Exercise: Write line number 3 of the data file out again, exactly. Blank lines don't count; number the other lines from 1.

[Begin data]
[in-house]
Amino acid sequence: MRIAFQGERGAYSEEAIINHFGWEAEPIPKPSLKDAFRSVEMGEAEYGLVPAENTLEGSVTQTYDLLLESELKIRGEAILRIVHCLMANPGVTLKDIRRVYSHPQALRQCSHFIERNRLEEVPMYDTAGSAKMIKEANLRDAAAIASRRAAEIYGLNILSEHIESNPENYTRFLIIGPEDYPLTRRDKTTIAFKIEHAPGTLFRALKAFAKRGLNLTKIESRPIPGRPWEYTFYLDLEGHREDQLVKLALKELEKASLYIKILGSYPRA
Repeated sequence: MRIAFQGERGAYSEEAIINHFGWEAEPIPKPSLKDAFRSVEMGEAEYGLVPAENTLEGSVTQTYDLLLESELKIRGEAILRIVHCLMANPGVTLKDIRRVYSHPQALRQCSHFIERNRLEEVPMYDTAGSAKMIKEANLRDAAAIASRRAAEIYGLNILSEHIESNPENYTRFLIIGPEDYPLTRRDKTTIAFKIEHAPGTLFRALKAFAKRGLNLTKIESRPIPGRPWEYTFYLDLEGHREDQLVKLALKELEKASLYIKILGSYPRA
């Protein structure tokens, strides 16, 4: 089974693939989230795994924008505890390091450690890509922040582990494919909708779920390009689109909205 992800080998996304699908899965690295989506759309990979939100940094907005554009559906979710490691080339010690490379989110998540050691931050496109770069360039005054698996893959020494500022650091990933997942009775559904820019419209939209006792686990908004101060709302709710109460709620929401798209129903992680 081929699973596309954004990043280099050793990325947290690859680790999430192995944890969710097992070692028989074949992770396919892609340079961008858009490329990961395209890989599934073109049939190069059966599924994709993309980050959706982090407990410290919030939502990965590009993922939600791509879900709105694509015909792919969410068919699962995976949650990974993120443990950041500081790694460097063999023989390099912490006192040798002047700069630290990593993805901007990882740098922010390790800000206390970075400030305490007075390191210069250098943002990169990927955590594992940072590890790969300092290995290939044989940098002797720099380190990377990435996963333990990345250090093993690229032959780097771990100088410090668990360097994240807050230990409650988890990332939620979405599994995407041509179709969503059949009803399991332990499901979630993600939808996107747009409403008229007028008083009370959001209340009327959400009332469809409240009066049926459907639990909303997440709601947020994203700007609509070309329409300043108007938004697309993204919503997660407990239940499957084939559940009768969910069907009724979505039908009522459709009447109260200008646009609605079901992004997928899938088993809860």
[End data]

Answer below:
Repeated sequence: MRIAFQGERGAYSEEAIINHFGWEAEPIPKPSLKDAFRSVEMGEAEYGLVPAENTLEGSVTQTYDLLLESELKIRGEAILRIVHCLMANPGVTLKDIRRVYSHPQALRQCSHFIERNRLEEVPMYDTAGSAKMIKEANLRDAAAIASRRAAEIYGLNILSEHIESNPENYTRFLIIGPEDYPLTRRDKTTIAFKIEHAPGTLFRALKAFAKRGLNLTKIESRPIPGRPWEYTFYLDLEGHREDQLVKLALKELEKASLYIKILGSYPRA